Feb. 13, 2006 An international research team led by the University of Saskatchewan has discovered a signaling pathway in the brain involved in drug addiction, together with a method for blocking its action, that may point to a single treatment strategy for most addictions.
Their findings appear in the March issue of the prestigious journal Nature Medicine.
The team, led by Xia Zhang, associate professor in the U of S department of psychiatry, found that a naturally occurring enzyme known as PTEN acts on the part of the brain where many drugs of abuse exert their rewarding effects - the ventral tegmental area (VTA).
"Our results suggest a potential universal strategy for treating drug addiction," Zhang says. "Most drugs of abuse act on the neurons in this area."
He cautions that much work remains to be done before a treatment based on the discovery could be developed to help drug addicts. This includes several years of further testing, including animal and, finally, human trials.
"We have our peptide, but there's a long way to go before a clinical application," he says.
"Dr. Zhang's research is important to our understanding of drug addiction. His work epitomizes how health research holds the key to improved health and quality of life for Canadians and people throughout the world," said Dr. Rémi Quirion, Scientific Director of the Canadian Institutes of Health Research Institute of Neurosciences, Mental Health and Addiction.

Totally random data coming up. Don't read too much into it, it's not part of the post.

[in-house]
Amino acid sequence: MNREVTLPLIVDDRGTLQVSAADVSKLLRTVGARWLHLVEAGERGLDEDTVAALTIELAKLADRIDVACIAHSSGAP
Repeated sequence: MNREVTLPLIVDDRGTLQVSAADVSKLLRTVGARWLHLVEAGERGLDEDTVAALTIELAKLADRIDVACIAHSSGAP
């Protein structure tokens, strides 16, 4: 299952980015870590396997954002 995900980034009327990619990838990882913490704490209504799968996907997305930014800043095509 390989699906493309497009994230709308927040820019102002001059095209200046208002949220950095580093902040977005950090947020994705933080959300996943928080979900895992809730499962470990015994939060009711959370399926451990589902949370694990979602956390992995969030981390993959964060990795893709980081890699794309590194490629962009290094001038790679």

Zhang, who worked with colleagues at the U of S, University of Toronto, and Vanderbilt University in Tennessee on the project, explains that VTA brain cells are sensitive to serotonin, a hormone associated with learning, sleep and mood. The team discovered that PTEN acts on these serotonin receptors, increasing brain cell activity. This is the same "reward" process sparked by drugs of abuse.
Armed with this knowledge, the team designed a molecule called a peptide, tailored to fit the serotonin receptors and block PTEN. When rats were treated with this PTEN-blocker, it shut down the drug reward process -- including the process that induces craving and withdrawal.
The study, funded by the Canadian Institutes of Health Research and the Natural Sciences and Engineering Research Council, looked at nicotine and THC (the active ingredient in marijuana). However, Zhang says the results could also hold true for other drugs such as cocaine, heroin, and even methamphetamine.
Zhang's U of S research team is part of the Neural Systems and Plasticity Research Group, one of several interdisciplinary health sciences research groups at the University.
The group, dedicated to the study of brain systems and how they change with experience, draws expertise from numerous departments across six colleges on campus.
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